It need not be seen as a threat to any currency that is used in the settlement of international trade transactions. The near term utility of digital yuan is to enable retail utility transactions. It will reduce currency handling; enable better capturing of spending trends with improved tax compliance. Way forward, using data analytics, the Chinese central bank will be able to improve the efficiency of monetary policy dispensation.
On CBDC substituting an internationally accepted currency, it has to be borne in mind that such a currency should be fully or freely convertible that can be traded without any conditions or limits. Generally, fully convertible currencies come from more stable or wealthy countries that are market-driven with least interventions. All major international currencies such as the US dollar, euro, Japanese yen, pound sterling, are fully convertible currencies. But yuan is convertible only for current account transactions and not for capital account transactions.
International trade trends indicate that though China’s total trade in goods reached $4.6 trillion or 12.4% of global trade in 2018 against total trade volume of $19.48 trillion, the global invoicing preference continues to be dominated in US $. Though China is known to be the world’s largest trader and exporter, yet less than 2% of SWIFT transactions are denominated in renminbi. Similarly, the yuan is only the fifth-most traded currency in terms of volume on forex exchanges.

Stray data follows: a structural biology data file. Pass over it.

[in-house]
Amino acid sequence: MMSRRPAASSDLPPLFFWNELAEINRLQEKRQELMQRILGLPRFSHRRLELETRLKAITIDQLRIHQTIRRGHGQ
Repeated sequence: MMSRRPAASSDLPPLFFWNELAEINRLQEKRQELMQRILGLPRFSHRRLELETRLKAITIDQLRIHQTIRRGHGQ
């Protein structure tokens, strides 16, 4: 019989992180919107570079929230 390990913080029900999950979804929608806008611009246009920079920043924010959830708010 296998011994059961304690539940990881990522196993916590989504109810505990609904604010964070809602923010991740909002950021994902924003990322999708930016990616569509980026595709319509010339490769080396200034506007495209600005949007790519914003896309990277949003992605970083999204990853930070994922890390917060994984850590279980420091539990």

A large volume of dollar invoicing in international trade creates an increased demand for safe dollar deposits, thereby conferring an exorbitant privilege on the dollar in terms of reduced borrowing costs. Such low dollar-denominated borrowing costs make it attractive for non-US exporters to invoice their sales in dollars so that they can easily tap the cheap dollar funding. The dollar is also the predominant reserve currency, accounting for 64% of worldwide official foreign exchange reserves. The euro is in second place at 20% and the yen is in third at 4% (ECB Staff (2017)).